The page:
If you approached me at a party or coffee shop and casually asked what was the overriding impression of my recent trip to Myanmar (formerly Burma), I would say without a doubt. The Pagodas.
So exotic. So prolific. So remote. So unlike my Midwestern experience.
Gold. Gold. And more Gold. Cone shaped. Decorated. Shining along the river banks. Rising over the cities. Lit up dramatically at night. Almost hidden behind trees. Truly Myanmar is a land of thousands of Pagodas. Actually I read that a half a million fill the Southeast Asian country. I believe it.
Fascinating. My first clue that they would dominate the landscape was flying into Mandalay from Bangkok. As we slowly swooped down to the runway, I looked out the window and saw the golden cones dotting the landscape. Here. There. Over there. Right below. Next to that village. In the middle of the village. Along the river. In the middle of a field.
What flashed through my mind were views of flying into midwestern towns and seeing all the red barns and patchwork fields. There seemed to be as many pagodas as we have barns. Maybe more.
I soon learned that the word pagoda in Myanmar is a term to label the religious structure, typically cone shaped and covered in gold. Some times they are white. Sometimes they are decorated and sometimes left unadorned.
A pagoda can take two forms and often both forms are sometimes found together in the same compound. A temple is a building that you can go into and a stupa is a solid structure. Stupas contain relics of the Buddha or copies of relics. Temples are gathering places, contain statues of Buddha and other alters and components of religious life. Both are referred to as Pagodas.
Some are very large and famous like the Pagodas in Yangon or Mandalay or Bagan. Typically a Temple is guarded by lions—sometimes really big ones.
Others are smaller and we saw by the hundreds along the Ayeyarwady River.
Why so many? Historically the kings supported religion in Burma and this meant building glorious pagodas. But every day people do too. Building a stupa is a way to “earn merit” the Buddhist religion, paving the way for a better life the next go round.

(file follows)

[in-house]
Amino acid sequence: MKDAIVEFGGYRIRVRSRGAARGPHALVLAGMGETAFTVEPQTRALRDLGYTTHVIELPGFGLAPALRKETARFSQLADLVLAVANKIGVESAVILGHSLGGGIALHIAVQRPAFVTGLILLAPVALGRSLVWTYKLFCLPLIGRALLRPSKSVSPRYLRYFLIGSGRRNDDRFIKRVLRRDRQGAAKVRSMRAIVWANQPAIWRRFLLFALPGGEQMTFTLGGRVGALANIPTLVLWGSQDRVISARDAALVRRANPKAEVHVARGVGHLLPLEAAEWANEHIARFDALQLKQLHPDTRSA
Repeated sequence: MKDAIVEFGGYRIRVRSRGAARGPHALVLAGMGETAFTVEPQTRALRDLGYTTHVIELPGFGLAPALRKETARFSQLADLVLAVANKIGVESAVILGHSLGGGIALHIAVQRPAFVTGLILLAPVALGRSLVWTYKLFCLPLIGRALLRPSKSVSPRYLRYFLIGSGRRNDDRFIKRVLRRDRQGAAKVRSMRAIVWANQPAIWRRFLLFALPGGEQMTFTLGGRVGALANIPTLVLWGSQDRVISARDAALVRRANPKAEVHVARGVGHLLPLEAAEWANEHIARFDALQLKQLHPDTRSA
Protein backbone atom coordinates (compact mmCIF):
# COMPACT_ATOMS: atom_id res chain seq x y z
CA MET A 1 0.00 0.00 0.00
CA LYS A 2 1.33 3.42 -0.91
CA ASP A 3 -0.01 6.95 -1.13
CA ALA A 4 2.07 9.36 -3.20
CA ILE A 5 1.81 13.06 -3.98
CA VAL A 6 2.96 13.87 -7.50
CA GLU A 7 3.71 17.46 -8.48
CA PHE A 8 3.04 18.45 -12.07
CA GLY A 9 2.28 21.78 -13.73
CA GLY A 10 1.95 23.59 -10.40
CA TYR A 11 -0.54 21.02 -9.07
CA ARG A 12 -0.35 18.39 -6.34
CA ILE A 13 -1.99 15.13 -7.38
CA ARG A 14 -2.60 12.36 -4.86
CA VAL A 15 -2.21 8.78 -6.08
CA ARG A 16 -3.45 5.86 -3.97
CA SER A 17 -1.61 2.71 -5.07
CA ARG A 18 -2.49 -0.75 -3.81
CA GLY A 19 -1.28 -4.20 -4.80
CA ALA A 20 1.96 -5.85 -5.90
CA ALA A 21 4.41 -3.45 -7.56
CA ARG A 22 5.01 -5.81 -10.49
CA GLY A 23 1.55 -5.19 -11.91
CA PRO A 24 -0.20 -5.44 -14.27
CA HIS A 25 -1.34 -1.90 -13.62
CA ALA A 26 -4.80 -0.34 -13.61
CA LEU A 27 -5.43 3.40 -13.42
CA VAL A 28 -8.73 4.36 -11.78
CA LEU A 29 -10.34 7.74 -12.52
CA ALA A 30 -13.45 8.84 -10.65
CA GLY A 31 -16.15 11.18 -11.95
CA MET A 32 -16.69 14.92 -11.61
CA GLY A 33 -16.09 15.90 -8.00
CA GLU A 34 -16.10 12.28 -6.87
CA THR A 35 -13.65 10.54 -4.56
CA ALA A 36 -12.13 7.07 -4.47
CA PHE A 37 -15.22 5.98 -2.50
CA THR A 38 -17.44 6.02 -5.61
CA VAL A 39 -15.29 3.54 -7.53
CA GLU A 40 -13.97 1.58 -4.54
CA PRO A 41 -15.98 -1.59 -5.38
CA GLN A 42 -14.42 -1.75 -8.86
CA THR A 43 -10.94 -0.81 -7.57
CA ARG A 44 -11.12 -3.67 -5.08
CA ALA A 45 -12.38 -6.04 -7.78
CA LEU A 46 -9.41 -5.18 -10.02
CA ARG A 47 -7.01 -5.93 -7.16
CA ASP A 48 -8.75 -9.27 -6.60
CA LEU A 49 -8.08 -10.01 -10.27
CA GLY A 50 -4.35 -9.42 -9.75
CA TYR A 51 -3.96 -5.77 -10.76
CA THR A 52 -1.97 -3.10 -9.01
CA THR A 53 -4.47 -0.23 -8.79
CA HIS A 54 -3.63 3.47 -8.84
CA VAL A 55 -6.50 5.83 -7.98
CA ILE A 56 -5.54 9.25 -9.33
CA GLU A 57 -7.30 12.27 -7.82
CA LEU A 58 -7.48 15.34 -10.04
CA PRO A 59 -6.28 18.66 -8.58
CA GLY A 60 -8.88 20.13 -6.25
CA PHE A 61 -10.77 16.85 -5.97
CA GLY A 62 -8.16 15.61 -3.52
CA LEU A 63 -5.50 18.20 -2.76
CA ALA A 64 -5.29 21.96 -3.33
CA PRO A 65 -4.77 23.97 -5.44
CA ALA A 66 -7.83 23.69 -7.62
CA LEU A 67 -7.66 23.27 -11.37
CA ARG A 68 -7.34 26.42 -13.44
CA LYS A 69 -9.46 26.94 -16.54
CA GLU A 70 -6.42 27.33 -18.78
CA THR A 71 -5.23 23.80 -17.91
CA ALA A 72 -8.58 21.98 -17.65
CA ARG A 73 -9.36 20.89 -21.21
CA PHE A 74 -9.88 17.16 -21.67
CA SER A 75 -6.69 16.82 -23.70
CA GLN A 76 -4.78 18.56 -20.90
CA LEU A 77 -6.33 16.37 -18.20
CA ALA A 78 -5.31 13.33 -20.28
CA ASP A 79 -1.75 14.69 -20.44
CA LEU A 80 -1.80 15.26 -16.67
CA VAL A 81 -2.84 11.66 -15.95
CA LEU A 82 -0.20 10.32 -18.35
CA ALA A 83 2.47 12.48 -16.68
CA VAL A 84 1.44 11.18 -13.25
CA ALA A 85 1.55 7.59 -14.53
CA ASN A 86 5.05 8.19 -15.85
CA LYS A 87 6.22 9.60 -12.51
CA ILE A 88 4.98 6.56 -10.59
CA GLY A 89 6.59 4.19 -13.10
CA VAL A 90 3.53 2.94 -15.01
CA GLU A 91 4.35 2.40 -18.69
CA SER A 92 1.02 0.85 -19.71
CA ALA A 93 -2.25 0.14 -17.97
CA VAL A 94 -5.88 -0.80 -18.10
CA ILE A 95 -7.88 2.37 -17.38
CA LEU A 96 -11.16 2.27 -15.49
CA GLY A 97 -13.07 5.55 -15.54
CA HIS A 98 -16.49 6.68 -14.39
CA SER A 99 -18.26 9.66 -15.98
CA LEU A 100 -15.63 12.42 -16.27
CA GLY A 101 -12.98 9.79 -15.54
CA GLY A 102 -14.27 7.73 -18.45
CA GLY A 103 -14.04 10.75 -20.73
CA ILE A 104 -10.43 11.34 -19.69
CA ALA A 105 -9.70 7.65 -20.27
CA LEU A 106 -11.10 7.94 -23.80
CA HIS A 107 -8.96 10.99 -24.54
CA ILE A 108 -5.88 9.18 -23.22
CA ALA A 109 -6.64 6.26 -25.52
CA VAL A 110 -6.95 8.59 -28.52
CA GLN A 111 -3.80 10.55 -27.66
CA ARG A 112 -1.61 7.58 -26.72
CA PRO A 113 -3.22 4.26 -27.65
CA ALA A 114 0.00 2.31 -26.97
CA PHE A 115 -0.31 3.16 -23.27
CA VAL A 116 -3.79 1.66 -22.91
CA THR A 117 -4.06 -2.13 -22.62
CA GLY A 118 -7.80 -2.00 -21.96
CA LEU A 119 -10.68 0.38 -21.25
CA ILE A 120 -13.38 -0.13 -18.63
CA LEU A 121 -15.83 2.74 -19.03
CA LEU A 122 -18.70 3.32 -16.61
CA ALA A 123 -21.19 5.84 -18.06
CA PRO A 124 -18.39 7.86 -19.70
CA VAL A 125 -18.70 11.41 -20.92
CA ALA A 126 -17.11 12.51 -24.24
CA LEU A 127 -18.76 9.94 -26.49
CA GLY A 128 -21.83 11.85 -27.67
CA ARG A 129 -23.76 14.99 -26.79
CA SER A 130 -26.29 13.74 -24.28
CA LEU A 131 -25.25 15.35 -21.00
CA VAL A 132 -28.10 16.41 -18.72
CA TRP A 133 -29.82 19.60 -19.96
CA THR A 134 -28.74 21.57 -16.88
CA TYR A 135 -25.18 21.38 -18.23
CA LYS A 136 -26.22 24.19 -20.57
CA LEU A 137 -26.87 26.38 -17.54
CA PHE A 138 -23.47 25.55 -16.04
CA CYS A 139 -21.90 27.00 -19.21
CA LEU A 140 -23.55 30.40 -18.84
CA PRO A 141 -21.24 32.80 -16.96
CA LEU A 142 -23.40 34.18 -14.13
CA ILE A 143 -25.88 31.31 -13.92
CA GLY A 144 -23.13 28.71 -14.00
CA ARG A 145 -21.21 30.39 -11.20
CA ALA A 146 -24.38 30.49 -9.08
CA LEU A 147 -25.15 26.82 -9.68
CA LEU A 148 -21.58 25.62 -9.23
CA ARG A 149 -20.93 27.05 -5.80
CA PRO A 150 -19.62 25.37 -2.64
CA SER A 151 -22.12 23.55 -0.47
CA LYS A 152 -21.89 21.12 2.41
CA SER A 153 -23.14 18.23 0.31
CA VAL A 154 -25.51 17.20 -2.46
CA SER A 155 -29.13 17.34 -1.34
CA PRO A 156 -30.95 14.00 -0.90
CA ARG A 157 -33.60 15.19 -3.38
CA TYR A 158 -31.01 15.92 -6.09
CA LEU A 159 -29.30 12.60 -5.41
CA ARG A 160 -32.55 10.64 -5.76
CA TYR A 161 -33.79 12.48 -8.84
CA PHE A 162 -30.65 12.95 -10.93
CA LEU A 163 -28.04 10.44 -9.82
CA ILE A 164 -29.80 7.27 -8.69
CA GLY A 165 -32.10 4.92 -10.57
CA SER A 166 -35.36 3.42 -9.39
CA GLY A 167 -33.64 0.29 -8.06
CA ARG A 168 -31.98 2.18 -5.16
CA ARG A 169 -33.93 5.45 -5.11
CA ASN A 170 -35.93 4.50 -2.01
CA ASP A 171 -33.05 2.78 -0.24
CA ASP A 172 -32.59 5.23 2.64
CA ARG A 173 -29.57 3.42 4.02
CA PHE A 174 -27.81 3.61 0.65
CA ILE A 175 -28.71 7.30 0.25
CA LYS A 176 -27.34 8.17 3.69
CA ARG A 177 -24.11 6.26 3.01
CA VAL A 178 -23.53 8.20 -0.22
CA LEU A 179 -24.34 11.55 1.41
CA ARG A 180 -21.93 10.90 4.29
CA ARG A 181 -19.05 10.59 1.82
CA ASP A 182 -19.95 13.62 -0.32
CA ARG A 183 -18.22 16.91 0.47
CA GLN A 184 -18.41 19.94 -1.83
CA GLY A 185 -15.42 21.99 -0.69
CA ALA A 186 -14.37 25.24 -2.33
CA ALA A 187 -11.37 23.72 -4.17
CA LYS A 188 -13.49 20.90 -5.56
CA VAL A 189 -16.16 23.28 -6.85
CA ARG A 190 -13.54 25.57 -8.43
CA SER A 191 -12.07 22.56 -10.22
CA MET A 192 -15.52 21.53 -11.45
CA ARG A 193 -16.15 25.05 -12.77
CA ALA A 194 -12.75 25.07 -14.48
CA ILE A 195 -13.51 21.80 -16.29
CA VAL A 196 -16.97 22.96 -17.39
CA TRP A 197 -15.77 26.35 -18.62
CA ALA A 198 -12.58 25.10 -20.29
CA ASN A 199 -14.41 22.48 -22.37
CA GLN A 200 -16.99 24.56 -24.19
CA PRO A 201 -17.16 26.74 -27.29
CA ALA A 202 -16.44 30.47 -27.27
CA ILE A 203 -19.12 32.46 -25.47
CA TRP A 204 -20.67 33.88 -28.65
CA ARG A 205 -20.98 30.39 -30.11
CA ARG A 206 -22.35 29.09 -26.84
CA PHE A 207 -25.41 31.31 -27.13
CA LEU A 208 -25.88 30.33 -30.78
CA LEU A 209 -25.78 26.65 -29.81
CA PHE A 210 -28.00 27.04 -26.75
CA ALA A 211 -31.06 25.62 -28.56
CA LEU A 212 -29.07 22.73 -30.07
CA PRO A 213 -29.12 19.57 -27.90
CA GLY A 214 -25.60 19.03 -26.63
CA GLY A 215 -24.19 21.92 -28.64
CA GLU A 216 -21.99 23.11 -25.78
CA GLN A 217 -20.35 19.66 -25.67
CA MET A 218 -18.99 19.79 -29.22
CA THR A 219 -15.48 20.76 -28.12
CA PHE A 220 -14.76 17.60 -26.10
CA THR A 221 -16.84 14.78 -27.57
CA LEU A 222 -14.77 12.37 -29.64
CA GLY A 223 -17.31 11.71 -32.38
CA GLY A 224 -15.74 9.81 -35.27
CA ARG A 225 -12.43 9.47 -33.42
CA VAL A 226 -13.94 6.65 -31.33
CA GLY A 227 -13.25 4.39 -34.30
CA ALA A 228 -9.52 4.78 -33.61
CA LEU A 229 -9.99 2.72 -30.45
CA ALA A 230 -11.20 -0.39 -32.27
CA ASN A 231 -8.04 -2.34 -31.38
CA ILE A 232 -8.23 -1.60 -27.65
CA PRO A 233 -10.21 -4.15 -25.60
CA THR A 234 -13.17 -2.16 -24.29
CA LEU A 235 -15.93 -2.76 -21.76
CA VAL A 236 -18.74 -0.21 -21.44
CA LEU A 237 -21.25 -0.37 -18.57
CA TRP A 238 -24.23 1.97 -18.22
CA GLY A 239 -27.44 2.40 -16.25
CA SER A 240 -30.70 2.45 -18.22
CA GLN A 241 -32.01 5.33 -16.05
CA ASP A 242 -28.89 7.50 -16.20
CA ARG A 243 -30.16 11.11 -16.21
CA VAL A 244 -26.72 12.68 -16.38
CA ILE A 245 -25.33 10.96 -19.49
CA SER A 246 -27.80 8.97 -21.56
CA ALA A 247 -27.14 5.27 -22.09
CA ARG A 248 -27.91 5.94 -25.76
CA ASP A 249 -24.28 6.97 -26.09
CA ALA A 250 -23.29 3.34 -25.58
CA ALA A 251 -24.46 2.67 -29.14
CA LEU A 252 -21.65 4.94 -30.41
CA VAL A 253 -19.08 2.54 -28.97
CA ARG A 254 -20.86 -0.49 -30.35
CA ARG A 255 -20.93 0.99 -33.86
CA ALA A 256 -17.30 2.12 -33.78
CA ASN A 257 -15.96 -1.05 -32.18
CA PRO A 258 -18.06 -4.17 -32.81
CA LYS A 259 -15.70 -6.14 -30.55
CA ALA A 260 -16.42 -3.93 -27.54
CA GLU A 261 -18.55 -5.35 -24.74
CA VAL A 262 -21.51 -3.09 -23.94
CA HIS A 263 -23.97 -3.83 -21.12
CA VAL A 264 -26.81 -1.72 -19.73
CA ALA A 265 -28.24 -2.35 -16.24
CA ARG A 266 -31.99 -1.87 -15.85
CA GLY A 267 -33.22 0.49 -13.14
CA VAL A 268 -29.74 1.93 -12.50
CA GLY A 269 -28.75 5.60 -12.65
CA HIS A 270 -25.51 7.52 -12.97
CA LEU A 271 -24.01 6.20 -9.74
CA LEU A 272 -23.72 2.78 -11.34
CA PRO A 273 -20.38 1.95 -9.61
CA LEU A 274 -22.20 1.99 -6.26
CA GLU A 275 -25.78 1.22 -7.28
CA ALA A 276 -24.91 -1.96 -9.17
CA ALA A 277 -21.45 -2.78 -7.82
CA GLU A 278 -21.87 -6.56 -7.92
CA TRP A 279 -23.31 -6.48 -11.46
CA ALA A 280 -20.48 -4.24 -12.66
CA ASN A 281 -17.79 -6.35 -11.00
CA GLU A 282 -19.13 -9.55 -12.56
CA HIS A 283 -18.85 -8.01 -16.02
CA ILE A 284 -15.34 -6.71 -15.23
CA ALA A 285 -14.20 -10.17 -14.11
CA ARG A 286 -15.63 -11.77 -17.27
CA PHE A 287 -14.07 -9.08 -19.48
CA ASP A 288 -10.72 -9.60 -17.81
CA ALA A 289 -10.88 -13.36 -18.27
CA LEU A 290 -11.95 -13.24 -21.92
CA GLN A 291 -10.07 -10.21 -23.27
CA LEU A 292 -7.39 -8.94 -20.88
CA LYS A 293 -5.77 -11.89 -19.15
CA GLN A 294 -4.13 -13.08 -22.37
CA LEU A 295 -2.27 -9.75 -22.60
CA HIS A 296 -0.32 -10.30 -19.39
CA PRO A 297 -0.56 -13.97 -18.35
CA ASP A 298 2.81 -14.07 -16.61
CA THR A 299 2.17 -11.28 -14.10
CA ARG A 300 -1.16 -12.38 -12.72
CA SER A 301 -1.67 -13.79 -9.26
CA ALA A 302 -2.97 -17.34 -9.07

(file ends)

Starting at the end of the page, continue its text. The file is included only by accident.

The statues of Buddhas in side or near the temples were captivating. Mesmerizing.
The Buddhists cover the Buddhas with gold leaf. Only men can do this and over time the Buddhas have become deformed, so much gold leaf has been applied. Women aren’t allowed to venture into the inner sanctum.
The Burmese cover the domes of the Pagodas with gold leaf as well. After learning this from our guide, my husband calculated that one of the larger Pagodas we visited would cost five million dollars to cover with gold leaf and it needed to be done every five years. Interesting to me that religion is so important that the people spend their money on gold leaf, not necessities of life.
I found seeing the people gathering at the Pagodas a fascinating look at the culture in Myanmar. They socialized. They gave alms. Families and friends gathered to attend Festivals and to meditate.
They visited temples like tourists. They cooked meals. They took pictures of each other. And they took pictures of us….yes, I was asked to pose….being such novelty in some of the places we visited. They lit candles in honor of the Buddha. They chanted.
The Pagodas are truly the center of religious and community life. Images of them will be with me forever.
For more about Myanmar, click here for a previous post.
The professional and well thought out arrangements for our travel was made through Belmond (formerly Orient Express).